Lunch or Lose

Emergent Language in an Online Game Design Community

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Since the Mafia social deception games were created in the mid-1980s by Dmitry Davidoff and students at Moscow State University, they have been played everywhere from conventions to television shows and films to classrooms. Over the years, robust online communities across hundreds of forums dedicated to the games have grown as well. These communities have adapted the games to a play-by-post system suitable for online forums, where players conduct the game via asynchronous text posts which can also incorporate gifs, emoji, links, and other media. Continue Reading

“You Ever Have That Feeling Where You’re Not Sure If You’re Awake or Still Dreaming?”

A Review of Woke Gaming: Digital Challenges to Oppression and Social Injustice

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Born from the ashes of Gamergate and the 2016 US election, Woke Gaming: Digital Challenges to Oppression and Social Injustice (2018) investigates video games from the lens of social justice, discrimination, and domination. Edited by Kishonna Gray and David Leonard and published by the University of Washington Press, Woke Gaming includes the work of scholars from a wide range of disciplines—game design, sociology, and criminal justice among others. Continue Reading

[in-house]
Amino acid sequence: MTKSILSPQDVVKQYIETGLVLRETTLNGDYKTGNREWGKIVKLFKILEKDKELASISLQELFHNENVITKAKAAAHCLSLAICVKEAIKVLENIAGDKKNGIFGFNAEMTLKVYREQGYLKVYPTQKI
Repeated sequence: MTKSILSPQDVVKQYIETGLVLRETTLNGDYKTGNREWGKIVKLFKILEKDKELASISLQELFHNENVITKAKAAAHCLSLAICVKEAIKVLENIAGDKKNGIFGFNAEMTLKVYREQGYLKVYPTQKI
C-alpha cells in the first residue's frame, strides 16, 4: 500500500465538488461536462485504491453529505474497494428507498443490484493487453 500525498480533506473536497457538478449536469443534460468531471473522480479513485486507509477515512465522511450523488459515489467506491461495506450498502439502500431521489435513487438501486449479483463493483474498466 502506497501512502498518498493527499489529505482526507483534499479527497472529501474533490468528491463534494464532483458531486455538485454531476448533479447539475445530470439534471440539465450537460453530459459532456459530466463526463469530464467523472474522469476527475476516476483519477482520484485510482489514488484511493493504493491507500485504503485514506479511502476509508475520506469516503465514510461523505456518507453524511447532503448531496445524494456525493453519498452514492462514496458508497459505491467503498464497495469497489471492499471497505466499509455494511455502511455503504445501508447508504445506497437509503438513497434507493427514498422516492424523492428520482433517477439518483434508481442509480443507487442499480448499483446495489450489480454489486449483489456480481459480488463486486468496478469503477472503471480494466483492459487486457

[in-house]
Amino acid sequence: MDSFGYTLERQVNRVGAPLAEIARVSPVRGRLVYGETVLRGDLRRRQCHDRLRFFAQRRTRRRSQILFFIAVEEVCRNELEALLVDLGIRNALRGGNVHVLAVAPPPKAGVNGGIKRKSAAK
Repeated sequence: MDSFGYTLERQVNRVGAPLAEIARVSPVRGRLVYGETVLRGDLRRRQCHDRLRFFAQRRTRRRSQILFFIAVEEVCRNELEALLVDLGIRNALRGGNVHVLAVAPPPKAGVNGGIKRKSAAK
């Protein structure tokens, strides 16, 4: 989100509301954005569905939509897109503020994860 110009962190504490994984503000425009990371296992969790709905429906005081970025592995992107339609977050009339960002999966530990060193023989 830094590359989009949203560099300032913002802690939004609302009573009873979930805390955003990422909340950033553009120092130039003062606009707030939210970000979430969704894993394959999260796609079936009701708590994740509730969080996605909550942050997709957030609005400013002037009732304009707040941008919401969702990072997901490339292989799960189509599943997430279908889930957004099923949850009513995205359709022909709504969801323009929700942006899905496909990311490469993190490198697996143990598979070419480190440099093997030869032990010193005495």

How Fantasy Games Deal with Race

As Demonstrated by The Elder Scrolls

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Video games have politics. With many developers insisting that their games are not political in any way, and with recent games desperately trying to say as little as possible about their subject matter, many critics find that there is once again a need to stress this point. The ability to be political stretches across genres and settings, though some genres and settings lend themselves to being seen as more overtly political than others. For instance, criticising racialised depictions in games set in the ‘real world’, like Rockstar’s Grand Theft Auto series, is often quite straightforward, especially given the shallowness and harsh stereotyping these depictions usually entail (Dyer-Witheford & De Peuter, 2009, p. 164-70; Gray, 2014, p. 24-26). Continue Reading